Archive for Tim Burton

Frankenweenie (Adorable or -too- adorable?)

Posted in Horror News, Updates with tags , , , on February 22, 2012 by splatterpictures

The poster for Tim Burton’s latest effort. It will be nice to see something coming out of that guy that is an original work considering how long it’s been. You can bet it will be a macabre tale that’s good for the kids and bound to spawn a merchandising machine that is probably the real monster in all of this.

Synopsis: “From creative genius Tim Burton (Alice in Wonderland, The Nightmare Before Christmas) comes Frankenweenie, a heartwarming tale about a boy and his dog. After unexpectedly losing his beloved dog Sparky, young Victor harnesses the power of science to bring his best friend back to life—with just a few minor adjustments. He tries to hide his home-sewn creation, but when Sparky gets out, Victor’s fellow students, teachers and the entire town all learn that getting a new “leash on life” can be monstrous.”

The Nightmare Before Christmas (…and they call him Sandy Claws)

Posted in Horror Showcase, Updates with tags , , , , , on December 22, 2011 by splatterpictures

Oh ho? What’s this? Another bonus post just for you guys? That’s because I like yah. I also consider splatterpictures to be my warm and safe spot where I can be a little freer with my thoughts and opinions and I really wanted to share my thoughts on The Nightmare Before Christmas.

I will start off by saying I’m not the biggest Tim Burton fan. I think like a lot of people I really liked his early stuff, with Edward Scissorhands but beyond that he never really made something that I really enjoyed. I was aware of The Nightmare Before Christmas for years before I actually bothered to watch it. I think it took me so long because when I was younger I would often just thumb my nose at something popular rather than watching it myself.  Then one day I managed to catch it on TV.

The Nightmare Before Christmas was released in 1993, and was based on a poem that Tim Burton had written years ago. He had wanted to produce the movie but didn’t have the clout in Hollywood just yet to do so. Some of the casual fans might not know that Tim Burton didn’t actually direct it. At the time Burton was knee deep in ruining Batman for everyone and couldn’t take on the director’s duties. That went over to Henry Selick. Although, Burton wasn’t the director, he was very hands on, and oversaw nearly every aspect of the movie and took a producers create. It was said that he was there almost every day to make sure everything was up to his creative vision.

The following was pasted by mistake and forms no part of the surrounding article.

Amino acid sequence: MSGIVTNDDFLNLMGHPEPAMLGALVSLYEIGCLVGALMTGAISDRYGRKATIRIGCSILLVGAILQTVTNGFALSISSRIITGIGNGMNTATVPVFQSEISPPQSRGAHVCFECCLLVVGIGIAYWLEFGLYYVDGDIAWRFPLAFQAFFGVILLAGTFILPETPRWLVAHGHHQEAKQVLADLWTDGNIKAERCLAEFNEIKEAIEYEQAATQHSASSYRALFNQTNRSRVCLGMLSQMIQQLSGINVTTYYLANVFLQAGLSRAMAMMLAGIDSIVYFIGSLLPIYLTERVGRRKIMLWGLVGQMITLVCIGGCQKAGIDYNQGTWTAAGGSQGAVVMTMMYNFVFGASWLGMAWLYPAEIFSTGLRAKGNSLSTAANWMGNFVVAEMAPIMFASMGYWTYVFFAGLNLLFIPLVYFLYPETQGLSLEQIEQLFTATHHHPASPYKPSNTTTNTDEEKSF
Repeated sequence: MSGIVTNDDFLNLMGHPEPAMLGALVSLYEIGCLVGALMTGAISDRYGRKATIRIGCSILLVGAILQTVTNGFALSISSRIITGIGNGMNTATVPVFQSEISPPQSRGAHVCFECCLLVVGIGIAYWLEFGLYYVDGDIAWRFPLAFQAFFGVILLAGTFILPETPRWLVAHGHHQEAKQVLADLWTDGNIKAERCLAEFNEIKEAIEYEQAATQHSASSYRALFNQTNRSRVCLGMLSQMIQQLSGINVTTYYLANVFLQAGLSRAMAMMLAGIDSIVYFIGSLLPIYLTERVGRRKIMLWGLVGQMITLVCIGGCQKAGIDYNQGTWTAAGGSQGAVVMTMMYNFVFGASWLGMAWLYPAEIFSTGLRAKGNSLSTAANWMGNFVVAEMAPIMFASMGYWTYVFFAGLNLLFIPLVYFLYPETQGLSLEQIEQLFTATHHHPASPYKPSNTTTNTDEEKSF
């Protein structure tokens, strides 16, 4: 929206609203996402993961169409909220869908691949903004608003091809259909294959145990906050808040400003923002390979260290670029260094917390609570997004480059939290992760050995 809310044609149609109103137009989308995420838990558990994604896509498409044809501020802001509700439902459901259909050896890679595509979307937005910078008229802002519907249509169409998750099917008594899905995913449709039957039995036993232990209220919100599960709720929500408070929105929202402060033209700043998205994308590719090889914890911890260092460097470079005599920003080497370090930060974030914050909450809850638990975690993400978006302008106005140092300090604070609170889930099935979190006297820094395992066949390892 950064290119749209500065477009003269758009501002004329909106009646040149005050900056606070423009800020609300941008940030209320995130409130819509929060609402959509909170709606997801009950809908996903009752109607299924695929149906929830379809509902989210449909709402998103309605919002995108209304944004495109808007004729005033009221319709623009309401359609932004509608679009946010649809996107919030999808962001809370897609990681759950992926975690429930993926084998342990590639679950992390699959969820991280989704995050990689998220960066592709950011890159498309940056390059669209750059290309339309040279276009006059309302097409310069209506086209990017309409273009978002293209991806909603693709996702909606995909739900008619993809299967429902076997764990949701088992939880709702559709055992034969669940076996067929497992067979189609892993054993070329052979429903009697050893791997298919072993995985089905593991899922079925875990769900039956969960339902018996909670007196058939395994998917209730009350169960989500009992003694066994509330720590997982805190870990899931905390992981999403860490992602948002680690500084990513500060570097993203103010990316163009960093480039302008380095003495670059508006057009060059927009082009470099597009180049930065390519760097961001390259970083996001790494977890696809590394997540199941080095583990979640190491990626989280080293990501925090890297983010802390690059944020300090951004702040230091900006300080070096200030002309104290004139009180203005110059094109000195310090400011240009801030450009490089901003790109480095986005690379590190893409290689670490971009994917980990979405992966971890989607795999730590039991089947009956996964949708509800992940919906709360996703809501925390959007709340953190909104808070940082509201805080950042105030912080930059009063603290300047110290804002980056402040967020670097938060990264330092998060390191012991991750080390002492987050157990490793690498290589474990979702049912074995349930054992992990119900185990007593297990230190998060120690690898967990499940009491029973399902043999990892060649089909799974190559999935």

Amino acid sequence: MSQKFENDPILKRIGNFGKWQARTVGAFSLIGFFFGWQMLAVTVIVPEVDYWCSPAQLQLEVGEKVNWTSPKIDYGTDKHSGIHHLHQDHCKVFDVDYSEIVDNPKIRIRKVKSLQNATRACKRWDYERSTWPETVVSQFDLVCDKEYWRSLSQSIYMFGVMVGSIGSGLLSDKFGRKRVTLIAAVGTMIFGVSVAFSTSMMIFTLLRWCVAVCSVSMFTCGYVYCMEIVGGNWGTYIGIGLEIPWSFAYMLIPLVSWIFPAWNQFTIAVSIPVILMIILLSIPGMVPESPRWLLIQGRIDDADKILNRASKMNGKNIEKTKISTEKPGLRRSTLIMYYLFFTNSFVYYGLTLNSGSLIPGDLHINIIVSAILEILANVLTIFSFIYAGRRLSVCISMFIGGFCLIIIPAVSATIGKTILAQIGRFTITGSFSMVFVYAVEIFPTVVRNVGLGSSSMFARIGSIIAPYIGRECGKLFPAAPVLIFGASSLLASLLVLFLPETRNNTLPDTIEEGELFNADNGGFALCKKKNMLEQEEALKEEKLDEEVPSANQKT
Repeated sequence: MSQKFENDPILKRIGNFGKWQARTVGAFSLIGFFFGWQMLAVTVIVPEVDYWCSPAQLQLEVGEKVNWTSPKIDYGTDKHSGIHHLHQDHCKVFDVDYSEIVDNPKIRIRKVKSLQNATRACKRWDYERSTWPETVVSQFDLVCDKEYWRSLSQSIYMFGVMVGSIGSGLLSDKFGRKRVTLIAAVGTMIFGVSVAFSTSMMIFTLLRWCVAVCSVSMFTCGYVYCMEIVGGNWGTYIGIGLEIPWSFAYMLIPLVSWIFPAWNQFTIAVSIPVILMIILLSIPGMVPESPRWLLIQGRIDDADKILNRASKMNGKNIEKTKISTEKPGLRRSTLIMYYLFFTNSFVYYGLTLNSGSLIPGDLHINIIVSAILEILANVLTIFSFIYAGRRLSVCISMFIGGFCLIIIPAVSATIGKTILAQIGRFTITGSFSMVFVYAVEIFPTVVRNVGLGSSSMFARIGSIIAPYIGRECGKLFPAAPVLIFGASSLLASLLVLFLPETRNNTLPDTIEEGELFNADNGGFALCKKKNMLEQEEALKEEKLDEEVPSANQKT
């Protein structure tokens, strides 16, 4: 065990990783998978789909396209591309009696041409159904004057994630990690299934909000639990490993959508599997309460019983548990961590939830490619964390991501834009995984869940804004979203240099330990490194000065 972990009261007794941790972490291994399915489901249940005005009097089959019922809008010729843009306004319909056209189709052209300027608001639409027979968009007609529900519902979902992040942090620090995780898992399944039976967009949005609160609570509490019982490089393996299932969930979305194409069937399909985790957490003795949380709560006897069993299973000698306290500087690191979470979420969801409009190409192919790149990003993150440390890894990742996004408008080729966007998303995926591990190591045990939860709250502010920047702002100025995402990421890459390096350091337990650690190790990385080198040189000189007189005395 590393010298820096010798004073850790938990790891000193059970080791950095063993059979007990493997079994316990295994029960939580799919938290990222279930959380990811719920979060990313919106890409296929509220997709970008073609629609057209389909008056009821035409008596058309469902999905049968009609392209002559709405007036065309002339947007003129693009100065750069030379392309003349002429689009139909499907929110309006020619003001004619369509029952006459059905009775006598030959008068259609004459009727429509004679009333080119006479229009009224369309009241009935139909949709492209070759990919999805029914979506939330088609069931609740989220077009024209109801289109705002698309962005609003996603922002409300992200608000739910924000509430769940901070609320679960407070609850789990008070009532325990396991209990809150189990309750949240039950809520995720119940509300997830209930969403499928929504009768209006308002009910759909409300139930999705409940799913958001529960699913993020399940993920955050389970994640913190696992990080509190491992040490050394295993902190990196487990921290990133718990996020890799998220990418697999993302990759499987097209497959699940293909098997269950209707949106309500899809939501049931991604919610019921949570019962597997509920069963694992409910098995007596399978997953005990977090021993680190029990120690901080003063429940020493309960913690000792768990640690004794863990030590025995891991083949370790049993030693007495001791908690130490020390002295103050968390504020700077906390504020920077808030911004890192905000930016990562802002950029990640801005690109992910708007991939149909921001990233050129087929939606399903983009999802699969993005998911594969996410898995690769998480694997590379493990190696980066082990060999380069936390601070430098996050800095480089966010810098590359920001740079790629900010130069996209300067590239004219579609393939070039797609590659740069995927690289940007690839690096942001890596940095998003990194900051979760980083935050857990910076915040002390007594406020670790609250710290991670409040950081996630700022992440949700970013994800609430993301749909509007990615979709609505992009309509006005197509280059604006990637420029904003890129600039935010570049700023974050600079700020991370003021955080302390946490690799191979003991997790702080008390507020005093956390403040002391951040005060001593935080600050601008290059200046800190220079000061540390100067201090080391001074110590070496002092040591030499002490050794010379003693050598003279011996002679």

The story is about Jack Skellington the pumpkin king. He is a celebrity like figure in the strange world of Halloween Town. Everything in Halloween town is all about the holiday that it gets its name from. We find them all in the middle of their celebration, for Halloween and Jack is front and center. After all is said and done it becomes obvious (through song no less) that he is bored with life and wants something new and exciting to happen.

He wonders all night and finds a series of doors to other holiday worlds and jumps into Christmas Town, he loves everything so much that he wants to take it back to his hometown and make Christmas his own. Of course, everything ends up with a distinct macabre twist to it and in the end he learns some kinda lesson I’m sure.

The movie is a musical, and the songs are great. Catchy with a lot going on in them. Danny Elfman did the music (big surprise) but also lended vocal talents to Jack’s singing voice aswell as a few other characters.  A lot of the more upbeat songs are pretty infectious but I did find myself disliking some of the ballads.

Not only is Elfman front and center every other aspect of a Burton film is also present. So everything has that sorta greyscale colouring. Long exaggerated designs and stripes. Ever notice all the stripes that Burton puts on everything? For me the most interesting portions visually were when Jack was in Christmas Town because it looks like a totally different creative team handled it. Very-non-Burton. Bright colours, cheerful etc…

It can’t be over-emphasised the technical achievements that this movie has. A lot of the more modern stop animations that have come out, in recent years such as Corpse Bride (another Burton flick) and Coraline (Actually also directed by Henry Selick) use stop motion but they combine it with CGI. This was bare bones stop animation. Some of the puppets even show a little wear in the clay but I find it to be part of its charm.

I’ve talked to a few people recently and we actually got into the real debate of whether or not it’s a Halloween movie or a Christmas movie. Well my attitude is Christmas is in the fucking title so there. I think if you take the time to sit down and watch it, it’s a worthy addition to the family Christmas movie run-through. It’s got the spooky twists of Halloween but ultimately is a fun take on the Christmas season. To anyone out there who has young children, I say make it part of the tradition if you haven’t already!

This will probably be me last post until after Christmas so I just wanted to take the opportunity to tell you all to have a happy and safe Holiday. I have some more stuff leading up to new years and then I have big plans for 2012.

"Listen Jack, in ten years you'll be on more T-shirts than me."